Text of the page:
Tuesday, October 26, 2010

My First Book Party

On Sunday afternoon, my generous aunt and uncle threw me a book party at their home in Washington, D.C. They hired Politics and Prose, an independent D.C. bookseller, to sell copies, as well as caterers and a bartender. It was an outdoor event and the weather was gorgeous—a perfect day to blast off my book into the world.

My aunt and uncle's highly successful friends attended the party: former Secretary of Defense, an author of 16 books, a Washington Post writer for the last 28 years, a CEO of a solar energy company, among others. It was an honor to be celebrated, and seeing my yellow book in just about everyone's hands—hiding behind the crowd before poking its shiny head out for a brief moment—was exhilarating. But hearing publicity experts discuss what it takes to sell a lot of books was overwhelming. I will be spending most of my non-working, non-exercising, and non-Redskins-watching hours trying.

Though technically I saw some of the Redskins game Sunday and thus will continue my streak of seeing every game since 1997, I did not watch much. I did not realize that D'Angelo Hall intercepted four passes until afterward. Sadly, I did not know the outcome until afterward (Redskins won 17-14). Of course I wanted to watch, but I was expected to mingle, and I did so begrudgingly.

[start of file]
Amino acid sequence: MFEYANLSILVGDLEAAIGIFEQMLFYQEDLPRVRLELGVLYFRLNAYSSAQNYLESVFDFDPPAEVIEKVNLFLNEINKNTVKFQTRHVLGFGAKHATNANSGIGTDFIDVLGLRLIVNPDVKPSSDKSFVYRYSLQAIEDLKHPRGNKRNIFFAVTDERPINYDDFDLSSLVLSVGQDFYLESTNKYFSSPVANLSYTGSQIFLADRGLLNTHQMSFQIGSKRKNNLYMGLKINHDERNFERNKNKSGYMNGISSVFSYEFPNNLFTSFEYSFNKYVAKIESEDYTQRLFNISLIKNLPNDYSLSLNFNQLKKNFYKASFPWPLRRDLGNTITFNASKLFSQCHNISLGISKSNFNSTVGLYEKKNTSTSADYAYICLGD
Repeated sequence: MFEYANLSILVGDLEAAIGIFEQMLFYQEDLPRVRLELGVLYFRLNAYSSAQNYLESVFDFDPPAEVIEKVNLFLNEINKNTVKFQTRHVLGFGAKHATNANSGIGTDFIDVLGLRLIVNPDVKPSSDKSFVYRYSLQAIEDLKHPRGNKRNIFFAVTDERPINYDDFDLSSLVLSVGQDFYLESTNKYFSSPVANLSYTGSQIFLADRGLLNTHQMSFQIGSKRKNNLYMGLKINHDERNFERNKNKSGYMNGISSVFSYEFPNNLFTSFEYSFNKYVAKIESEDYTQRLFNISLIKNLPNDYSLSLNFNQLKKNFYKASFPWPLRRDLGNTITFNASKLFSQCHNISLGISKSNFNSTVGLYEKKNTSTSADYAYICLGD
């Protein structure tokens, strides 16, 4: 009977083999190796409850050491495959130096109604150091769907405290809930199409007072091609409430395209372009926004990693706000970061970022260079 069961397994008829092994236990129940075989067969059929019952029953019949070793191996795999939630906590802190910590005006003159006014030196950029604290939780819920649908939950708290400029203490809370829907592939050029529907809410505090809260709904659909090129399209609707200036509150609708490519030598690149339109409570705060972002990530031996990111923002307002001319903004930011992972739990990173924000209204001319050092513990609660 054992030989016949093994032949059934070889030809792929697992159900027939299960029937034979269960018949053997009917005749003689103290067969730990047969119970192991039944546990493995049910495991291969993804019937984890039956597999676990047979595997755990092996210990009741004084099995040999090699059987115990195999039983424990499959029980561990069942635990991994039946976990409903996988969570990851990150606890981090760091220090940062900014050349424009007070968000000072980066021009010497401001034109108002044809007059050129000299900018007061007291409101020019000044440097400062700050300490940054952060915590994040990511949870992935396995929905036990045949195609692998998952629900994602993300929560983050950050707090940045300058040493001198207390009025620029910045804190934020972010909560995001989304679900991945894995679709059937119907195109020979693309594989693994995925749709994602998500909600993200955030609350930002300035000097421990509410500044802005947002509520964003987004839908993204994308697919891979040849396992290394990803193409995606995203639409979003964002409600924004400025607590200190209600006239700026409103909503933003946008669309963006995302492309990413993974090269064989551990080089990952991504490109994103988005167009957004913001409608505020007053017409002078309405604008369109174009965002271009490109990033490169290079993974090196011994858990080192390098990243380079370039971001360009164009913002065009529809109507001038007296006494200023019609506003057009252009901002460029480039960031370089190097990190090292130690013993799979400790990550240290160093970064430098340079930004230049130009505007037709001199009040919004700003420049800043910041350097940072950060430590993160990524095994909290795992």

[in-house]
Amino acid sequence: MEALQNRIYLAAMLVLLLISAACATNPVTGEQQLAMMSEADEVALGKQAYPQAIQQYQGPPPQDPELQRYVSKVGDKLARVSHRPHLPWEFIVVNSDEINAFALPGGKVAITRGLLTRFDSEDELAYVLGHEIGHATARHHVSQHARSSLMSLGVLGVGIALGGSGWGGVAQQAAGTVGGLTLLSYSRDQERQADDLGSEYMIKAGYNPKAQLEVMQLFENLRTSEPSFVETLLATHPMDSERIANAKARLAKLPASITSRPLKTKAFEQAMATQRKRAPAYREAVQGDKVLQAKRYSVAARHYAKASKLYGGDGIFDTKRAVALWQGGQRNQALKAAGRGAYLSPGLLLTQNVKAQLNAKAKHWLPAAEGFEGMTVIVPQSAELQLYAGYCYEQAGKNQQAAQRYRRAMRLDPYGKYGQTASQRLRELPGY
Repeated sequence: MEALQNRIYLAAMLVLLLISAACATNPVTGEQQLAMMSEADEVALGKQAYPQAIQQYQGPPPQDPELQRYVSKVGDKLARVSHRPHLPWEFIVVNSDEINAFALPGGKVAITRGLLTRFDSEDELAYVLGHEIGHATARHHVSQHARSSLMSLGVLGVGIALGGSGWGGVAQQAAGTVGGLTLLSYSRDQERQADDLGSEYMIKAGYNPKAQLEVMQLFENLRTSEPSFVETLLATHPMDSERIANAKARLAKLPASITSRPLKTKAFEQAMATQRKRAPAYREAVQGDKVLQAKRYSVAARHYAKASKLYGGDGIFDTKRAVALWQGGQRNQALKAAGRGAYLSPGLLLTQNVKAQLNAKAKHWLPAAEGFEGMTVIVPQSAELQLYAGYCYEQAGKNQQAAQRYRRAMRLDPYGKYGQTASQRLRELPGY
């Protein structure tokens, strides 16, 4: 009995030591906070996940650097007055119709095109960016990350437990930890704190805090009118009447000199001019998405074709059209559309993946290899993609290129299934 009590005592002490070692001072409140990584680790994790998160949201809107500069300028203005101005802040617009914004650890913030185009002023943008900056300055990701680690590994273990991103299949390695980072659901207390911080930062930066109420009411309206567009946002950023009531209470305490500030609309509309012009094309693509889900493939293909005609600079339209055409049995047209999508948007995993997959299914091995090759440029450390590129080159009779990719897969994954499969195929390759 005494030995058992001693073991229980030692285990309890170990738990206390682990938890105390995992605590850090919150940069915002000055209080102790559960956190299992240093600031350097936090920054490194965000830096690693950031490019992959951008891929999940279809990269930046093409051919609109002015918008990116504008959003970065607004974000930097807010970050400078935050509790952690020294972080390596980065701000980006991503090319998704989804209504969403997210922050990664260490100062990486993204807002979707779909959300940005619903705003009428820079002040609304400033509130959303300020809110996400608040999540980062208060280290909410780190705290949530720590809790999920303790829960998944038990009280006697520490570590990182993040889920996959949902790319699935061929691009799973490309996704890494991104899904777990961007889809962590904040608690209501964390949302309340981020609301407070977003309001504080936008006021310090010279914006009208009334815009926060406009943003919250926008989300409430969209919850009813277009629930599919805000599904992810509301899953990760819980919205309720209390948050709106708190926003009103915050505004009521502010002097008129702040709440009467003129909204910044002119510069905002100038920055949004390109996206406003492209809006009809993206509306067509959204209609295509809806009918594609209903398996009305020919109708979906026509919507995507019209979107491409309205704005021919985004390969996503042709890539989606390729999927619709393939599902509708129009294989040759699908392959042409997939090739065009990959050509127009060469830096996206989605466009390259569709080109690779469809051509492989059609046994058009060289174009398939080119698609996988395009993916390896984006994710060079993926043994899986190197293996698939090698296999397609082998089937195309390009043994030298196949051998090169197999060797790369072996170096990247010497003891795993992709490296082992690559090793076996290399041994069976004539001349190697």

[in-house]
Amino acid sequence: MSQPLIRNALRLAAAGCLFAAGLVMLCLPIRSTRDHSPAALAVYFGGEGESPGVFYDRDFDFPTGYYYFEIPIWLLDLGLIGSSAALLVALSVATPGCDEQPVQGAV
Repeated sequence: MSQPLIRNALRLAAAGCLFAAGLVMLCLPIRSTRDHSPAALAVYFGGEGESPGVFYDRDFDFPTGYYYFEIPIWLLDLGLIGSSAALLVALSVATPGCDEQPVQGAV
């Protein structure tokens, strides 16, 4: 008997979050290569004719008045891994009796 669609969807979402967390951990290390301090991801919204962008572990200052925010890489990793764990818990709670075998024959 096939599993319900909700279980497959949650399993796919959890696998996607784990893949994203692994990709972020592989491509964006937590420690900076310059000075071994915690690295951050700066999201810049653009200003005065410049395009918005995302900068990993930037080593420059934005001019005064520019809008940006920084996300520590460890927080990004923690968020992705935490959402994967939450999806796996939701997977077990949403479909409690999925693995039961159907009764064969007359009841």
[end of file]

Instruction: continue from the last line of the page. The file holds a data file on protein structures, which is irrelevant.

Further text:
Benjamin Rubenstein speaking at book party
I had prepared a short speech, and my aunt and uncle had me deliver it twice in case some guests didn't hear it the first time. My jokes were exactly the same each delivery. I didn't get too many laughs the first time, and a whole lot of crickets the second. I was so nervous I forgot to thank Mary Tabor, who helped so immensely with my book.

I may have turned a corner, though, in my ability to speak publicly. In my tenth grade Honors English class, I had to deliver a five-minute speech as part of my group project. My group members had been Zeke, PepperoniNip, and HollaAtYoBoy. When it was my turn, my voice cracked. Those horse's asses burst into laughter, which sparked the rest of the class, including myself. Unable to stop, I placed my note cards on the podium and took my seat with the rest of my classmates. Our teacher, oblivious to what had just occurred, said, “Ben, what are you doing?”

PepperoniNip realized I was laughing too hard to speak, and said, “Ben won’t be able to continue, so I’ll finish his part.”

For the rest of the semester, my friends volunteered me to read in front of the class.

Sunday, my aunt and uncle volunteered me to read a book excerpt. I found a way out of that one, but I may not be so lucky at the next event. So if you attend a book signing of mine, and notice that, during a reading, I grew nine inches and look exactly like my cousin, then keep it to yourself.